By Africans About Africa

A budding filmmaker embraces an opportunity to tackle inequality in her society with her chosen art form.

This film records a beneficiary's experience of the MONTANA STATE UNIVERSITY 2016 Documentary Filmmaking Workshop.

  • OtoObong Ekpenyong
  • Tunray Femi
  • Nancy Cornwell
  • Project Type:
    Documentary, Short, Student
  • Genres:
  • Runtime:
    9 minutes
  • Completion Date:
    July 25, 2016
  • Country of Origin:
  • Country of Filming:
    United States
  • Language:
  • Shooting Format:
    1080p/25 .mov
  • Film Color:
  • First-time Filmmaker:
  • Student Project:
  • Montana State University Social Justice Documentary Film Workshop
    Bozeman, Montana
    United States
    July 17, 2016
    Workshop Final Screening
  • iRepresent International Documentary Film Festival
    Lagos Island, Lagos
    March 24, 2018
    African Premiere
    Official Selection
Director Biography - OtoObong Ekpenyong

OtoObong Ekpenyong has produced digital content in faith-based organizations for over a decade. In the 2013 and 2014 Africa International Film Festival (AFRIFF) training sessions, he emerged one of the best in Sound for Film and Cinematography respectively and won the festival’s talent development scholarship in 2014.
In 2015, he was one of 18 African filmmakers trained at Montana State University (MSU)’s Social Justice Documentary Filmmaking Workshop in Bozeman Montana with funding by Ford Foundation. In 2016, while chaperoning 13 other Africans to the same workshop - which he also served as teaching assistant, he directed this short documentary; 'By Africans About Africa' - themed around the essence of the workshop.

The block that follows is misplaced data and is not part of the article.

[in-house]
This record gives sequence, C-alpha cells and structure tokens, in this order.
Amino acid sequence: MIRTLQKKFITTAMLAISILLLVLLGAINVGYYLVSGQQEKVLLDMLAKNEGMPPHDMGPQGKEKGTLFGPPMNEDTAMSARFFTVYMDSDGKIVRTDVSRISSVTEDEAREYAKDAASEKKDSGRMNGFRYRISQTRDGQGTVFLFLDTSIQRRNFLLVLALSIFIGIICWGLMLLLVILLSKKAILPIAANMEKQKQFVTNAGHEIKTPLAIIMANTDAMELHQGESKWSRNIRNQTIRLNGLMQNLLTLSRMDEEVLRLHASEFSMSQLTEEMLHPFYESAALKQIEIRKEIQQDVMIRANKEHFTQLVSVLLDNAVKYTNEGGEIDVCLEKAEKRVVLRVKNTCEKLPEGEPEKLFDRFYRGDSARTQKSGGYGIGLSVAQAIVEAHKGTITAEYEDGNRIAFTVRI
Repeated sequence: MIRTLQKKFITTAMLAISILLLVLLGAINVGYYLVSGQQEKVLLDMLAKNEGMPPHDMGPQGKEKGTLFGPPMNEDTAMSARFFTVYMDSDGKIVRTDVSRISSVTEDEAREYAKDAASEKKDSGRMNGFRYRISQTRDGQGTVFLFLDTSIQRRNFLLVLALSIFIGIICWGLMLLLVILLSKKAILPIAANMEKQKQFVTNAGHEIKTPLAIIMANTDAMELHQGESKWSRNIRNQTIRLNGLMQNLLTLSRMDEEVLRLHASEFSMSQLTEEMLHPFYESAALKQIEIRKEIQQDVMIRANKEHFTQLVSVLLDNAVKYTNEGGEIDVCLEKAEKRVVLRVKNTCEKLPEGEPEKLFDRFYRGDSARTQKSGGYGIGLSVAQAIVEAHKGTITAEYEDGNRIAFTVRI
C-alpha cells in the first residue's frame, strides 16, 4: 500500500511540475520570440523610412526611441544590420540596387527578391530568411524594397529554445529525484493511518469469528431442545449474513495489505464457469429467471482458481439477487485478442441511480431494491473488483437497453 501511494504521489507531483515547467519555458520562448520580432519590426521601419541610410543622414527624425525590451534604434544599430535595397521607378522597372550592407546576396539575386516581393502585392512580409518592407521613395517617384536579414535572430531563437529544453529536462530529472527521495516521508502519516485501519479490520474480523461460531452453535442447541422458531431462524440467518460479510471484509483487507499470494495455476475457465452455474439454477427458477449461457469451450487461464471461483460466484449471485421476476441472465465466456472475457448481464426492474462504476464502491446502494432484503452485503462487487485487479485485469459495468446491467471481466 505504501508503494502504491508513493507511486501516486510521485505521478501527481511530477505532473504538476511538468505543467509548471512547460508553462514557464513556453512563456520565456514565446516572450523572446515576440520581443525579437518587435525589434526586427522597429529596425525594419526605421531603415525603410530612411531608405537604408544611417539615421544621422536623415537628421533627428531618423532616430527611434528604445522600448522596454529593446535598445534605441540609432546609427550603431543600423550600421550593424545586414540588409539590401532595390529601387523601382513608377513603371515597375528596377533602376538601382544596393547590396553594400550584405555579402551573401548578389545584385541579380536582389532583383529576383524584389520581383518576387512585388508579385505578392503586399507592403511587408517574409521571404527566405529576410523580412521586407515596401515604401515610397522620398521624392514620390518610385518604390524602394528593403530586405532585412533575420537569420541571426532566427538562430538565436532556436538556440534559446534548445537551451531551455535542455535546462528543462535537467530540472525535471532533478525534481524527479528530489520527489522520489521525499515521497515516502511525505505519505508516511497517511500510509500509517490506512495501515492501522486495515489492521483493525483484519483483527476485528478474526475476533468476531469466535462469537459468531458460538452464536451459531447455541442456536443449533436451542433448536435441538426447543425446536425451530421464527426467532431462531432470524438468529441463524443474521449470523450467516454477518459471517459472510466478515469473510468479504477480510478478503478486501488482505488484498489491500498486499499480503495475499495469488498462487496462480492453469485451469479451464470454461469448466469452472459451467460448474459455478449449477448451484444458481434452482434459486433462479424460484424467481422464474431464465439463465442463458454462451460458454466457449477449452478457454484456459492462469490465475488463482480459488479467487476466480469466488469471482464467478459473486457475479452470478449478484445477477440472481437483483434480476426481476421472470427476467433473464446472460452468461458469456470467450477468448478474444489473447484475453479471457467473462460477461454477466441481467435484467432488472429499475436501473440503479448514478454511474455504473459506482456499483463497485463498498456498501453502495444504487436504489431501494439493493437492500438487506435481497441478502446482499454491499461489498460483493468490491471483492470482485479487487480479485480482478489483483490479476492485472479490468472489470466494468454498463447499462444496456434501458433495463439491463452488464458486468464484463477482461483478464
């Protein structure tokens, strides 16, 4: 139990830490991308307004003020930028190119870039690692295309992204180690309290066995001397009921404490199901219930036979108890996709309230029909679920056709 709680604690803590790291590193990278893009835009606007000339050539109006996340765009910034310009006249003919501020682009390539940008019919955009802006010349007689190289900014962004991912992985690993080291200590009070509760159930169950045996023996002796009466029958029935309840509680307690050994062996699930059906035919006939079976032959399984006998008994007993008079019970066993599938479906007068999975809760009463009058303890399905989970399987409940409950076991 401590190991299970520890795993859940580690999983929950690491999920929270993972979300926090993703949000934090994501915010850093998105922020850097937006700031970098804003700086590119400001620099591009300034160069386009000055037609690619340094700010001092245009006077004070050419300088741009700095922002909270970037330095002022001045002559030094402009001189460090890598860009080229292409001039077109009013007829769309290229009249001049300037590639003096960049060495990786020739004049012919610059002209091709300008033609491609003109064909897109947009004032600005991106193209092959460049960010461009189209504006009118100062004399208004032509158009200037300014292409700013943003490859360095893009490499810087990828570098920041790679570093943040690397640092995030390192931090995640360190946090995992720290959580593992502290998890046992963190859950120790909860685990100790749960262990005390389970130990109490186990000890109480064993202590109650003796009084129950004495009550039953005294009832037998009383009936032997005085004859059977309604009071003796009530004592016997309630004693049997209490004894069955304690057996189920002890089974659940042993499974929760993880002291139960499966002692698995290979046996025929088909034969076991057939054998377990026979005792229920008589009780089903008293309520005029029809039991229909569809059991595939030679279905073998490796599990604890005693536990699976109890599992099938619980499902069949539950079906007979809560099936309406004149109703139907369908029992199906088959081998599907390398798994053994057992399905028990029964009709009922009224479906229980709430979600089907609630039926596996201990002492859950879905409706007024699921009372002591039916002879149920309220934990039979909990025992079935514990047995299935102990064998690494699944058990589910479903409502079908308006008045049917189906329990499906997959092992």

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Director Statement

We toyed with a number of ideas, including producing a sort of travelogue, but the subject matter of Africans telling African stories emerged as central and that’s what we stayed with. Stories are creative constructs and may be attempted by any storyteller but only Africans can tell African stories with the realism that make them truly authentic.

I had gone through this training experience myself just the previous summer and, knowing how empowering it was to my filmmaking career, I wanted to capture this experience from the point of view of a participant in a way that will make a compelling case for the relevance of such genre specific trainings - especially for filmmakers of African descent.

My hope is that this piece will strengthen conversations around empowering filmmakers to turn their cameras on issues of social import. If the filmmaking community in Africa is going to produce compelling documentaries, then the requisite genre-specific trainings such as the AFRIFF/MSU Social Justice Documentary Filmmaking Workshop should be provided.